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Published on February 3rd, 2013 | by Zachary Shahan

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EU Needs More Electric Cars & Hybrids To Meet Carbon Goals

February 3rd, 2013 by  


A new study by Ricardo-AEA has found that the European Union (EU) needs to get a lot more pure electric and hybrid electric cars into the hands of consumers in order to meet its 2025 carbon reduction goals (presumably, getting more people to bike or take mass transit would work just as well).

“The consultancy, which advises governments and companies, looked at a set of scenarios for 2025 in the study, commissioned by campaign groups Greenpeace and Transport & Environment and seen by Reuters prior to official publication,” Reuters writes.

“It found that an average of 70 g/km across the bloc could be achieved by 2025 if new car sales were divided roughly equally between hybrid and conventional cars. The resulting extra manufacturing costs of around 1,615 euros ($2,200) for a hybrid car could be paid back in less than three years through fuel savings.

“The same goal could be reached if new car sales included 7 percent electric vehicles and then only 22 percent hybrid cars, the study found.”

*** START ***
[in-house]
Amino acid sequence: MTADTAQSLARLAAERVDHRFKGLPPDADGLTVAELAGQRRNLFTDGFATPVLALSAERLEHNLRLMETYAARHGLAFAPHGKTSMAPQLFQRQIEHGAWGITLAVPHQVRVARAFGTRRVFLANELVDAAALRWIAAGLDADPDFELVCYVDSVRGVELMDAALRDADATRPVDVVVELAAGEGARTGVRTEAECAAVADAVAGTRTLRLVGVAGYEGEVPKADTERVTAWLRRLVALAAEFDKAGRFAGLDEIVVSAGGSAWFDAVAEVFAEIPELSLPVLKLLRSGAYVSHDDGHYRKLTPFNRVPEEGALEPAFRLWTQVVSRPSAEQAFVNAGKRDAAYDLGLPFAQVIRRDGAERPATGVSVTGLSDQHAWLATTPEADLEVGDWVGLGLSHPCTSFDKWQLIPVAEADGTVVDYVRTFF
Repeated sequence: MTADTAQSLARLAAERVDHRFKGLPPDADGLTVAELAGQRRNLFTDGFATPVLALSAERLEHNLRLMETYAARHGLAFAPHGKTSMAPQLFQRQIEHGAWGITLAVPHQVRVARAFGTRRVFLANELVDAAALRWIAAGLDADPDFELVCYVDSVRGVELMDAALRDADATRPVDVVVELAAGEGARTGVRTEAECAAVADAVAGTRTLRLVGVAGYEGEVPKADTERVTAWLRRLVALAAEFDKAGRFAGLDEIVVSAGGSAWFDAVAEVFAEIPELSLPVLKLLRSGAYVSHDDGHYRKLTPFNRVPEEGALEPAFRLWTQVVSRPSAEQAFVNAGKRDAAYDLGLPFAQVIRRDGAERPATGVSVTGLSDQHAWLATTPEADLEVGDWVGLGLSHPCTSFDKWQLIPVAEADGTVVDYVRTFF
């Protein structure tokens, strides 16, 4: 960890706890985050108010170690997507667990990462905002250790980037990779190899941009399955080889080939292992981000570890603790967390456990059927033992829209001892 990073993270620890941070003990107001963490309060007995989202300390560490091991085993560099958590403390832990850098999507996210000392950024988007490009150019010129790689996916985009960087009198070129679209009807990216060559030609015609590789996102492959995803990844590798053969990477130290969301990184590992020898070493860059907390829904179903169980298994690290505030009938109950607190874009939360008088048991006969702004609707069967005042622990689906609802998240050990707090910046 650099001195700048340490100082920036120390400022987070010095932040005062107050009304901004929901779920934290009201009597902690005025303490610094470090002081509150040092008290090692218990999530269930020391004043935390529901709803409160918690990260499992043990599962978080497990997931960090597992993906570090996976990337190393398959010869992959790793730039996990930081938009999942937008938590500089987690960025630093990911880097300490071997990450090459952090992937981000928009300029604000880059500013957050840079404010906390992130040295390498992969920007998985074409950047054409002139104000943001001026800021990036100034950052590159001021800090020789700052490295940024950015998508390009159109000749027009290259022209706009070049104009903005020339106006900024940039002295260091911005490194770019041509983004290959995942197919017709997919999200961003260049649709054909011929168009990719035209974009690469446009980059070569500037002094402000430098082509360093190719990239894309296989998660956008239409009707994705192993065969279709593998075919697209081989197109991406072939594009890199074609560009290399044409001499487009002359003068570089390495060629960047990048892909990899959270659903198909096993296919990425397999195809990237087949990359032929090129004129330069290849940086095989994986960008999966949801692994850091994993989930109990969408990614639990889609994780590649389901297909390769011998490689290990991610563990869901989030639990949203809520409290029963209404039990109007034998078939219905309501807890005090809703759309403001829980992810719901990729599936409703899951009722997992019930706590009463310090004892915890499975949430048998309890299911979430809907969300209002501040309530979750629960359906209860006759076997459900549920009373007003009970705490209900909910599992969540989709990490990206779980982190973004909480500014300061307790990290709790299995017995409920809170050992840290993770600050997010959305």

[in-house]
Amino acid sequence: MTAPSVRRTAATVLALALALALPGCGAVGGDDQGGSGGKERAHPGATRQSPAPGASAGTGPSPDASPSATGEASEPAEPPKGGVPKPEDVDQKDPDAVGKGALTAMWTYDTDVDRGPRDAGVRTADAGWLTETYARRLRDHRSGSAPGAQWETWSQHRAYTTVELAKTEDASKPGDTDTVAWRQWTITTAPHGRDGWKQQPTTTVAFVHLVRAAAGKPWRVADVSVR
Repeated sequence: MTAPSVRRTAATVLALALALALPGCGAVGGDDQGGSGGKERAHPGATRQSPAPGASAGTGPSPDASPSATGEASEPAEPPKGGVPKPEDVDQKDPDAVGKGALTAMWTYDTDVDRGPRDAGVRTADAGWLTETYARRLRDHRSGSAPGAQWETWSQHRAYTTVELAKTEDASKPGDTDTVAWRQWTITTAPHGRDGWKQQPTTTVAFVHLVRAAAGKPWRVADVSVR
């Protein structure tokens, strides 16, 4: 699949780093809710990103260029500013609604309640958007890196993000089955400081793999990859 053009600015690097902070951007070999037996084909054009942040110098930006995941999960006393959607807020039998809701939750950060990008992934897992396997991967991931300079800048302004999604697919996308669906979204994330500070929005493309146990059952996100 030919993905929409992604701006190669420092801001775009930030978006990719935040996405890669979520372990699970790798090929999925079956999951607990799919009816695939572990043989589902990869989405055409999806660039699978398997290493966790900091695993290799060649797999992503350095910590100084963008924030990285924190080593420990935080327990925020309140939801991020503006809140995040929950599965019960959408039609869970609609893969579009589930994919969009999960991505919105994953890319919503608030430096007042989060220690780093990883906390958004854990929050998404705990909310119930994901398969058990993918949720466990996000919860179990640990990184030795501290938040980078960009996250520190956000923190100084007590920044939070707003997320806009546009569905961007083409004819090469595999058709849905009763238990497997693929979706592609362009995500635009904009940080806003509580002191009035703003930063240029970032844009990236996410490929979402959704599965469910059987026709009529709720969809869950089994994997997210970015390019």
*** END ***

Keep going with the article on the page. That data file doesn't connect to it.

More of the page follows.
This is part of an experimental “Sunday quickies” series in which we quickly cover stories recent stories for which we didn’t have time during the previous week. 
 





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About the Author

Zach is tryin' to help society help itself (and other species). He spends most of his time here on CleanTechnica as its director and chief editor. He's also the president of Important Media and the director/founder of EV Obsession and Solar Love. Zach is recognized globally as an electric vehicle, solar energy, and energy storage expert. He has presented about cleantech at conferences in India, the UAE, Ukraine, Poland, Germany, the Netherlands, the USA, and Canada. Zach has long-term investments in TSLA, FSLR, SPWR, SEDG, & ABB — after years of covering solar and EVs, he simply has a lot of faith in these particular companies and feels like they are good cleantech companies to invest in. But he offers no professional investment advice and would rather not be responsible for you losing money, so don't jump to conclusions.



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